Still Reading Paper Books? You’re Not Alone!
Apparently, contrary to all commonly held theories, the digital generation prefers to read their books in print form. #shocker
It’s been revealed that millennials – you know, the generation you imagine does everything on a computer or smartphone and doesn’t engage with dead wood unless they absolutely have to – actually prefer real, honest-to-God books to those blasted e-books.
More than 2,000 consumers across the US and the UK were surveyed by Publishing Technology about their reading habits to reveal that, in the past year, 71 percent of respondents had read a print book, more than twice as many as had read an ebook. (We’re rather worried, mind you, about the 29 percent of respondents who hadn’t read a print book in a year!)
But it did get us thinking about all the books the STELLAR team has read and what our faves are (and for the record, the Kindle tally is very low: deputy ed Rosemary is the only one of us who owns an actual Kindle, but ed Kirstie has an iPad and uses the Kindle app on there to get her reading fix).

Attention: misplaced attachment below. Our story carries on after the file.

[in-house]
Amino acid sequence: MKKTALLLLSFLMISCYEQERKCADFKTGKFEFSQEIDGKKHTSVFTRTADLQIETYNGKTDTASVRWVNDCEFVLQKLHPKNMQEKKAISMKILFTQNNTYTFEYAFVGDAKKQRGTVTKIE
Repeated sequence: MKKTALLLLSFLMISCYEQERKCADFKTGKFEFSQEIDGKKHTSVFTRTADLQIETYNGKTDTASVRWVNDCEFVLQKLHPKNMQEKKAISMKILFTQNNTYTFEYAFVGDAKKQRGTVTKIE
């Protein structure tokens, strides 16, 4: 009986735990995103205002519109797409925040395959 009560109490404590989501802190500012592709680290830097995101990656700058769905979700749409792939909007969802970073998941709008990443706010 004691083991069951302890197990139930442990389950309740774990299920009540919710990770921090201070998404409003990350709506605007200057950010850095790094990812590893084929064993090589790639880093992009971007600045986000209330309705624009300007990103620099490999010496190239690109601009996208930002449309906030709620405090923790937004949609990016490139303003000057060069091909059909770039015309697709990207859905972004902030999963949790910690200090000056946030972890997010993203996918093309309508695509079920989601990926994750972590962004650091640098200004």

So, without further ado, our recommended reads:
I’m With The Band by Pamela Des Barres. “It’s the most salacious, in-depth expose of the ’60s rock scene in LA by one of the first groupies ever. It’s a really good, smutty read.”
Linda, fashion editor
The Secret by Rhonda Byrne. “It’s full of inspiration, and though it’s a bit mushy it really makes your thinking WAY more positive!”
Rosemary, deputy editor
The Heart is a Lonely Hunter by Carson McCullers. “I read this years ago, then lent it to my sister – and even though I couldn’t quite tell you the plot, I could tell you the feeling it evokes: of growing up (and not quite knowing how) and feeling out of place somewhere you’re supposed to belong.”
Less Than Zero by Bret Easton Ellis. “I always think it’s really eerie – it was written in the ’80s and it’s really interesting: LA socialites, totally f*cked up minds, good characters… I don’t know how I’d explain it really!”
Michelle, staff writer
Our Man in Havana by Graham Greene. “It’s a spoof about intelligence services set in 1950s Cuba (I think). I have little interest in espionage but I find Greene’s writing so relaxing that I re-read his comedic thriller over and over again; it’s exquisite.”
What about you? Can’t get enough of your print fix or a Kindle girl all the way? Let us know below.